By Former Texas Gov. Rick Perry
Texas, it’s time we do the right thing for Texas kids and Texas families. I have always supported empowering Texas parents to make the best decisions for their children. This session, our legislators have an opportunity to do the right thing for Texas kids and families.
Despite a history of school choice opposition in Texas, we can now look to evidence of success from states across America. The results are overwhelming and positive, showing that empowering parents and expanding options leads examples of teacher-led innovation, parent-driven accountability, and steadily improving outcomes.
Texas education is at a crossroads, especially in rural communities. Fortunately, the Texas Legislature has a chance to help guide us in the right direction though parent empowerment, allowing families to choose the best educational options for their children. That includes career and technical training (CTE).
Polls show that parents are worried their children aren’t graduating high school with the tools they need to succeed. When asked if they’re concerned students in their area are not ready to successfully enter the workforce, 69% said they’re concerned, compared to only 27% who said they’re unconcerned.
Better aligning career and technical education with regional workforce demand will strengthen rural communities and local economies. CTE funding for students should also be made portable to support multiple pathways at multiple institutions if a student’s school does not provide a program of study the student is interested in pursuing.
The Lone Star State’s rural regions are losing residents as young people graduate from high school and seek opportunities elsewhere. As the Texas Tribune reports, “Texas’ population has grown faster than any other state, but that growth has been concentrated in urban areas—Houston, Dallas and Austin. More than half of all counties in Texas have lost population between 2010 and 2020, and those were exclusively in rural Texas.”
As rural populations decline, so too do student numbers in rural school districts. And here’s where parent empowerment can help. There are jobs in rural Texas—often high paying jobs—but the skills mismatch that is impeding our economic recovery is especially pronounced in rural areas. As Business Insider points out, “The jobs are where the workers aren’t.”
That’s true of job training opportunities, as well.
For example, there are thousands of jobs available for oil and gas production workers. In Texas, only 26 districts offer CTE (career and technical education) programs in that field. That means that 95% of Texas students don’t have access to it—though a high-paying job after graduation would be virtually assured.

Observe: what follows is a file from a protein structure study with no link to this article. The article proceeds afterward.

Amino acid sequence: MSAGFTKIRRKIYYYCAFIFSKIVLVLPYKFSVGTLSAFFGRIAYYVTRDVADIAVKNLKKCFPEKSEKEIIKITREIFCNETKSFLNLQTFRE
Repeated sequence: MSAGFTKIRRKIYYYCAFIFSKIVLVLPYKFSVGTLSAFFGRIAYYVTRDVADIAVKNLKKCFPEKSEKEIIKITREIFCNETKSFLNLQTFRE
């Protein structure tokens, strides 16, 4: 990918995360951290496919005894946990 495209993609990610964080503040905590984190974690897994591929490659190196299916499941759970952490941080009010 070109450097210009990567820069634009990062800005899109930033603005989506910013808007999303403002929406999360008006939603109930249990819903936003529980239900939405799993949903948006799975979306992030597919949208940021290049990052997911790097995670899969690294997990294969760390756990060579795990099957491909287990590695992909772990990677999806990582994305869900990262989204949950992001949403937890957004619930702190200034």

In fact, in 2019, only 36 students completed the oil and gas CTE programs, yet there are 1,407 job openings annually in this field. Where are workers desperately needed? In these rural areas currently at risk: the Brazos Valley, East Texas, the Coastal Bend, the Permian Basin and the South Plains.
Likewise, there’s a huge need for workers in the refining and chemical processes sector; jobs requiring no college at all pay median wages of $70,000 to more than $80,000. Only 22 school districts offer CTE programs in this industry. In 2019, but there were zero Texas students who completed the courses, despite 1,804 annual job openings.
The same can be said for plumbing and pipefitting, HVAC workers, electrical technicians, and diesel and heavy equipment mechanics.
Parent empowerment can help by expanding these opportunities. How? By opening up opportunities to students throughout the Lone Star State. Lawmakers can ensure that students can even participate in programs like these online, no matter where they live (sensible rural broadband policies can help, and the Texas Public Policy Foundation covers that here). And other strategies—including paid apprenticeships—can be explored.
These policies are overwhelmingly popular with rural Texans. According to our polls, 70% of Texans believe parents should be allowed to use their child’s education funds to pay for workforce training, while 21% said they need more information about the plan. But just 9% said they would oppose that idea. The poll shows unequivocally that rural Texans believe students should be getting a better education, parents deserve more control, policymakers should expand options, and high school curriculum should include skills training and opportunities to begin a career early.
Rural Texas is at a crossroads. The right thing for the Legislature to do is to let every family choose its own direction.
Former Governor Perry served the state of Texas for over 14 years between 2000 and 2015 before serving as the United States Secretary of Energy from 2017 to 2019.